Sen. Edward M. Kennedy is beaming out at unsmiling presidential aides from three television sets in Jody Powell's office -- beaming despite (or, perhaps, because of) the crush of cameras and technicians jostling him as they fight to record the fact that he is going to the theater.

It is a grin familiar to the unsmiling Carter aides, because it is not unlike the grin that became the trademark of their boss, back when he used to bask in cameras and cables as he made network news by draining the fish pond in Plains in the summer of '76.

"I think it will be a hard-fought battle, both the nomination and the election," Kennedy is saying on TV, on a newsclip that has been videotaped by Army Signal Corps personnel aides for easy reviewing by the Carter aides.

The senator may have slipped inadvertently out of the traditional veil of the subjunctive, but President Carters advisers figure Kennedy actually meant what he accidentally said.

Kennedy's plan is that he will be running for president, the Carter advisers have concluded.

Out on the white-columned portico just outside the windows of the Oval Office, President Carter pauses for a minute to chat about the news that has dominated the newspapers and the networks this past week. "I think we're better off with Kennedy finally being out in the open," the president says, according to one senior adviser who was there. Now, Carter and his advisers have concluded, Kennedy will begin to be judged in comparison with Carter on the issues, not just on image and charisma. And on the issues, Carter believes, he holds a commanding lead over Kennedy.

But throughout Carter's White House and throughout Carter's campaign headquarters -- and in fact throughout the Congress that clearly is not his and the bureaucracy that only technically is his -- there are many who do not agree that Jimmy Carter is better off because of the events of this very political, very Washington week.

Within the White House, the apparent reality of a Kennedy challenge has left a number of mid-level loyalists shaken and wondering if all is not lost already -- and privately, some of the president's most senior advisers sound every bit as dispirited.

"It all seems to be slipping away from us," says one Carter aide. "I think it might be beyond salvaging now. It's coming apart awfully fast."

In the week that Ted Kennedy brought his presidential aspirations out of the closet, presidential advisers Hamilton Jordan and Jody Powell meet several times with campaing director Tim Kraft at the White House to discuss how it all affects the Carter-Mondale timetable and strategy.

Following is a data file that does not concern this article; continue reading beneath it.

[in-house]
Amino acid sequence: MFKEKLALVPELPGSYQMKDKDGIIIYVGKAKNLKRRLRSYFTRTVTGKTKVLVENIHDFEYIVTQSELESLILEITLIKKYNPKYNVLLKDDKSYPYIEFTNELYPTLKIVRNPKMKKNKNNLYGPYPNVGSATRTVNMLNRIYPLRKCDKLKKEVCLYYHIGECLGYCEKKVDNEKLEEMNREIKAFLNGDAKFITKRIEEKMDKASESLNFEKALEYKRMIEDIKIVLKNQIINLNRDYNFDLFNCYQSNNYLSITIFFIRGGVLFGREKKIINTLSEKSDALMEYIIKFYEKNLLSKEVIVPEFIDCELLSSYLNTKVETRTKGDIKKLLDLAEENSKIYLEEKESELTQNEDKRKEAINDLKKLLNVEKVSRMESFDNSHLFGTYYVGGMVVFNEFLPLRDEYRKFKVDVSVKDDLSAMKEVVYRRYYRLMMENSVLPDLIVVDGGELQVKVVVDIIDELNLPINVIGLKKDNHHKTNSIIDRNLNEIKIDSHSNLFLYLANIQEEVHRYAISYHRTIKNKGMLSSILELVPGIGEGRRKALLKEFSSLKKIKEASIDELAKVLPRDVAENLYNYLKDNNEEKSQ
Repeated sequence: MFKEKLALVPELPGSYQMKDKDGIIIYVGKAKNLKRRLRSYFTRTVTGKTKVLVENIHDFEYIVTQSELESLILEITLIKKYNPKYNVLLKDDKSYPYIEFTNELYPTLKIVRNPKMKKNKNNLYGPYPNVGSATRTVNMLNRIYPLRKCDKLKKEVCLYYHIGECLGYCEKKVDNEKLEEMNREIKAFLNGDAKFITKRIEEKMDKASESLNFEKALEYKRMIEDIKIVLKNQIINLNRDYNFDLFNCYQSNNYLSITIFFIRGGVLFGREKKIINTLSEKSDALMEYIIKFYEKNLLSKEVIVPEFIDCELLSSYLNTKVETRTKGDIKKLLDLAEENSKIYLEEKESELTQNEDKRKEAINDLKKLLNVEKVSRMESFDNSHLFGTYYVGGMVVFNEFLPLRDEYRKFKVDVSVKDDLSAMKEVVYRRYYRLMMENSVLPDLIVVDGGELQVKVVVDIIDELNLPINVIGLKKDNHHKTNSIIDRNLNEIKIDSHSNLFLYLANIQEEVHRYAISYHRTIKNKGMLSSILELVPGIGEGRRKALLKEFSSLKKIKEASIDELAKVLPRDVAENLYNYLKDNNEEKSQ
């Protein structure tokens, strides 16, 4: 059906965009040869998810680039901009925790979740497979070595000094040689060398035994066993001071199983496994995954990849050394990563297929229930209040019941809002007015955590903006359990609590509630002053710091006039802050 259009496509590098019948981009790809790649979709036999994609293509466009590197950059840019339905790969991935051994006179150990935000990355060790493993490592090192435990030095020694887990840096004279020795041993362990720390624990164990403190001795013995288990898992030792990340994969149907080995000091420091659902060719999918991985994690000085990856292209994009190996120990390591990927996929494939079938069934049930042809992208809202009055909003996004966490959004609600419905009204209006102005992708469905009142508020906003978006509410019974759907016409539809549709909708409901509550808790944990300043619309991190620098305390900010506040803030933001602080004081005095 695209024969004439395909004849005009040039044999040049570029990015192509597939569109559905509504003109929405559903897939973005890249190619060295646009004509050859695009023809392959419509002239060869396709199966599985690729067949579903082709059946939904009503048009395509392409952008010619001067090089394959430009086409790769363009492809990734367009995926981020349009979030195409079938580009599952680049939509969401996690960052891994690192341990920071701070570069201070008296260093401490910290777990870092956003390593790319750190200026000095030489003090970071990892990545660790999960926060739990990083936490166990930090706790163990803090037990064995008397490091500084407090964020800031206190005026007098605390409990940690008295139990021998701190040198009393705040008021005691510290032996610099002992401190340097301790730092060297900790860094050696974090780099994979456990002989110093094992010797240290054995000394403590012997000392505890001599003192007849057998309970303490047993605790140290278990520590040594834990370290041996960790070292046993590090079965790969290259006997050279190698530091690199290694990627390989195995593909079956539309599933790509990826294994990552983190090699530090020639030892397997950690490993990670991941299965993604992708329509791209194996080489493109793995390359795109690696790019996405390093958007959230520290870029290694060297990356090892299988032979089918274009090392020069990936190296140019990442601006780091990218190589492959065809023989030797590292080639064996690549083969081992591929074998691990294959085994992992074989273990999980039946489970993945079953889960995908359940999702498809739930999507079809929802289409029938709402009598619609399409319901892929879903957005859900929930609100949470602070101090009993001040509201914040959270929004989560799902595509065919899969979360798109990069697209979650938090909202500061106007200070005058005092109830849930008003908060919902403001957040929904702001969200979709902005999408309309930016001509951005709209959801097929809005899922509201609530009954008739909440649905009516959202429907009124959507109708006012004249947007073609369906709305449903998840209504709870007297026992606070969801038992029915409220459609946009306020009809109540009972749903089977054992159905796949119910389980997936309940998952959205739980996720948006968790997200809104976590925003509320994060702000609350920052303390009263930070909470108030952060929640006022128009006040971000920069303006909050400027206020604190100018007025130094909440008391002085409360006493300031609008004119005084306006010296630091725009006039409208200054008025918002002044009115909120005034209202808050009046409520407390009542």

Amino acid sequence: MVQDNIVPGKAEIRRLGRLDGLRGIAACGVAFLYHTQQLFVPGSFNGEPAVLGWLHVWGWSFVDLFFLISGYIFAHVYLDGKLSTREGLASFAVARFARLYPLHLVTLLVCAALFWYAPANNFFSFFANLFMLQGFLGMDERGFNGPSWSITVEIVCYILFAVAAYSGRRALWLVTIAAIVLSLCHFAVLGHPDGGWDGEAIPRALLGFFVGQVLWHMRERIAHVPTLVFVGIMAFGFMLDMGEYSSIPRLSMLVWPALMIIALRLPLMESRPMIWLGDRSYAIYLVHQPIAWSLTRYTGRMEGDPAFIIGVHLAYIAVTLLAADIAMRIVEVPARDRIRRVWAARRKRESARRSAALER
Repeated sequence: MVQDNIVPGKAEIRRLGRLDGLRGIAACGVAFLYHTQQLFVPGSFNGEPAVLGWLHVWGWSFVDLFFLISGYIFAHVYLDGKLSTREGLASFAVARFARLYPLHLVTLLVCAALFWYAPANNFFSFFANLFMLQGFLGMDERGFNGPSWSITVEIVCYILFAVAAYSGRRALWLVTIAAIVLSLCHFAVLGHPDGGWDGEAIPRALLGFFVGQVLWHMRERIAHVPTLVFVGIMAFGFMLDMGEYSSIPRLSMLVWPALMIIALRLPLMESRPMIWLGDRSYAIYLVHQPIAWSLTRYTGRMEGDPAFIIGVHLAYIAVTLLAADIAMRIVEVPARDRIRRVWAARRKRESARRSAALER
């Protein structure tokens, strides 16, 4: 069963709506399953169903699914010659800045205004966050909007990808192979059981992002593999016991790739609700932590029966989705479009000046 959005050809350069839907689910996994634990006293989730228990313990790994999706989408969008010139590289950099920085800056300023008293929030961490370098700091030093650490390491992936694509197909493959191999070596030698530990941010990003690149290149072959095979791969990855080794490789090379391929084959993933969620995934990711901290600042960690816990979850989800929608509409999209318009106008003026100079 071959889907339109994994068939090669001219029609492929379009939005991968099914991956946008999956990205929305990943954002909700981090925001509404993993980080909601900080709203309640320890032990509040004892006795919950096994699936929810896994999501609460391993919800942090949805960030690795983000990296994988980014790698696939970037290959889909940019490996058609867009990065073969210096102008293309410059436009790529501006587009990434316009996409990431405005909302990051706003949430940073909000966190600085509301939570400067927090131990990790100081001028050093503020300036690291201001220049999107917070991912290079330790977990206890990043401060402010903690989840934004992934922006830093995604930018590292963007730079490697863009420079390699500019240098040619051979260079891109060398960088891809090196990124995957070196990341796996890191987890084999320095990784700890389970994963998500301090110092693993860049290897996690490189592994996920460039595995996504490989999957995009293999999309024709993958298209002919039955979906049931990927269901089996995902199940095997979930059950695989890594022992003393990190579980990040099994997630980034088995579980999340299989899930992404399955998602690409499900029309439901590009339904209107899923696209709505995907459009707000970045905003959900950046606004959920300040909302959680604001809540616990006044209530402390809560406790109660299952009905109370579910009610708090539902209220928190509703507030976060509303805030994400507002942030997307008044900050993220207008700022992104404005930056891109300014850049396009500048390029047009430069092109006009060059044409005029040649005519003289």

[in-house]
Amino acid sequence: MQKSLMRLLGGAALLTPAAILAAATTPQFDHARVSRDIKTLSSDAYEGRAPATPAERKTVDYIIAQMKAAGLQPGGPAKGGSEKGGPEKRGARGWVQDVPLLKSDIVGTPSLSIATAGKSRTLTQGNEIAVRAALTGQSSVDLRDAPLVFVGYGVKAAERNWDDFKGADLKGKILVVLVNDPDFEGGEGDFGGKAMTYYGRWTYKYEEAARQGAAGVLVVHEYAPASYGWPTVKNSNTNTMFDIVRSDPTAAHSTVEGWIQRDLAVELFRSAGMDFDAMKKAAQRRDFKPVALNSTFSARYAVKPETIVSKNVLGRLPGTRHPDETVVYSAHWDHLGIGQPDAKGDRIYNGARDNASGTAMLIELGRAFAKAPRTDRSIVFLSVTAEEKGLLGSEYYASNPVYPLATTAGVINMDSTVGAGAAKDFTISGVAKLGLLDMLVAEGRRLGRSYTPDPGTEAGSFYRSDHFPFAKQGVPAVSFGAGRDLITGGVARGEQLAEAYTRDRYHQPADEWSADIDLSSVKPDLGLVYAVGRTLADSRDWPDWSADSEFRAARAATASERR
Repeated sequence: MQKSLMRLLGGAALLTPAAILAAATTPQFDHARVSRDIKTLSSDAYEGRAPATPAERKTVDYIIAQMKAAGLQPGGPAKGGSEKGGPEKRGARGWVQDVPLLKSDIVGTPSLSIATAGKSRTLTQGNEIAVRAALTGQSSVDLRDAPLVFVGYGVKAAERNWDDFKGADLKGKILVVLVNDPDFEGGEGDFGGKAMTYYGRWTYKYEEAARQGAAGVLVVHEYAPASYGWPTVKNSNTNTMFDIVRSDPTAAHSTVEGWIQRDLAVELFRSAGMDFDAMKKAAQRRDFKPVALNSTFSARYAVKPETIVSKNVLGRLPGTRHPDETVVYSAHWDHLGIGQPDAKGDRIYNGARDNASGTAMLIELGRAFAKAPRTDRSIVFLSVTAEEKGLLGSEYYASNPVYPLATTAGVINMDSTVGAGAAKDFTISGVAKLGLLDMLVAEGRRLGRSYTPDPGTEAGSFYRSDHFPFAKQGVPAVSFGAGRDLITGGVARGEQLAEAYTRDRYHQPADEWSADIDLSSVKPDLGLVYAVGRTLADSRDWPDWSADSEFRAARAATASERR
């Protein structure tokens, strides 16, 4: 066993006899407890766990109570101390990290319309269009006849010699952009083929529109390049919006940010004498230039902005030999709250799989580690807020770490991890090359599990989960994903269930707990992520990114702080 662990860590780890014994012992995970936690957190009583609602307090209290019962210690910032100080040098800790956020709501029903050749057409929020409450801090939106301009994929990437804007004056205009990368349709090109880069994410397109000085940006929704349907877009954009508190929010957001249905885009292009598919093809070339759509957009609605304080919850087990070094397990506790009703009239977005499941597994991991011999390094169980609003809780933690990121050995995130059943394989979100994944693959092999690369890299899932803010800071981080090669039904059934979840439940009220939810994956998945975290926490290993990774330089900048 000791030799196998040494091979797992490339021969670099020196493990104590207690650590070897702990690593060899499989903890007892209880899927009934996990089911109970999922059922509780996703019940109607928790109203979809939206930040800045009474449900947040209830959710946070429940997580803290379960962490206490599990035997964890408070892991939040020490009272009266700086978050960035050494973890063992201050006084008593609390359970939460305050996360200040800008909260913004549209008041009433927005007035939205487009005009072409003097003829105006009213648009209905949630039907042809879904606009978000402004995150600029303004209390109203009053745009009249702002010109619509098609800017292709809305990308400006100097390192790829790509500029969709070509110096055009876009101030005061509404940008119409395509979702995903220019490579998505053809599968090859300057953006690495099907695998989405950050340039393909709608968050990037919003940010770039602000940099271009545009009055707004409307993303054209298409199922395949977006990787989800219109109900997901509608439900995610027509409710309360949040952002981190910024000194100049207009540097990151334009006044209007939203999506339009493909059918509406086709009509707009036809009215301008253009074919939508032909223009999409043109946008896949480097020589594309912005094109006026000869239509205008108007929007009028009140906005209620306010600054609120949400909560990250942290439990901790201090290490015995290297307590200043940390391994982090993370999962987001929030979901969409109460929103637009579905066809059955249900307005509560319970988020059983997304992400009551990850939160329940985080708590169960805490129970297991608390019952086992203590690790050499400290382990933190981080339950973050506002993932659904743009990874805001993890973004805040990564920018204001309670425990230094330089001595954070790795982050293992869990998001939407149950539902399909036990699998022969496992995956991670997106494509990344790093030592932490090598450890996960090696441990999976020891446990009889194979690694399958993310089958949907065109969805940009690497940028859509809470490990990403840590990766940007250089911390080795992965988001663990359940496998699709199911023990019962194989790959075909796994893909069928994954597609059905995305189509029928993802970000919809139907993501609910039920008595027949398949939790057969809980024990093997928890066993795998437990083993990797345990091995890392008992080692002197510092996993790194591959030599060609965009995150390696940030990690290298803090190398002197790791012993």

"There weren't any bright insights," Kraft says after one meeting. "All it means is that Kennedy has upped the ante a little -- but there's still no need for us to declare Kennedy's candidacy for him."

They conclude that one reason Kennedy spoke out now is to give encouragement to the draft-Kennedy movement in Florida that is gearing up for the nonprimary, nonbinding, nonsensical straw vote that will be held in Democratic and Republican conventions next month. It is Florida's political slapstick effort at getting national attention by running the first beauty contest of the 1980 season, even if it means doing it before Halloween of 1979.

In 1976, Powell remembers, Carter won a similar Florida preseason caucus beating one Milton Shapp, who was the only other candidate who bothered to be there, "and after we won we had a hard time even getting the wire services to move the story."

On Wednesday, the Carter advisers dispatched campaign counsel Tim Smith to Florida to assess the operation in that state and do some press interviews. He leaves immediately.

Meanwhile, Hamilton Jordan says, "it's not in our interest to analyze or type all of Teddy Kennedy's motivations. We've got to worry about getting energy and SALT passed in Congress."

That is Carter's feeling and it has become Jordan's line.It is not shared by all of the president's most senior advisers, however. One such adviser maintains that a failure to get the energy package or SALT approved on Capitol Hill will hurt the president further, but approval of the measures will not be of great benefit to Carter in his effort to put down the Kennedy rebellion. These measures will not really affect people's lives by the time they must heed the call of George Gallup or the first caucus gavel in Iowa Jan. 21. They will just indicate whether Carter is able to exert leadership effectively on Capitol Hill.

Sixteen blocks from the White House, up at the eastern establishment end of Pennsylvania Avenue, Ted Kennedy spent much of the week telling people that he had come to reassess his noncandidacy because of his concern for the state of the economy -- and because of the concerns of Democratic colleagues on Capitol Hill who are urging him to run. Sources close to Kennedy elaborated that 11 of the 22 Democratic senators seeking reelection (two more are retiring) have urged him to run, fearing that they might go down with Carter at the head of the ticket.

But a Washington Post survey of the 22 senators shows only a fraction of that number who are willing to admit that they did indeed urge Kennedy to challenge Carter. George McGovern of South Dakota says he did and so does John Durkin of New Hampshire. Most of the others say flatly that they did not urge Kennedy to run -- including Kennedy's close friend, John Culber of Iowa, who said through a spokesman that he felt it was just too personal a thing, what with the assassinations of two Kennedy brothers and other family problems for him to try to interfere.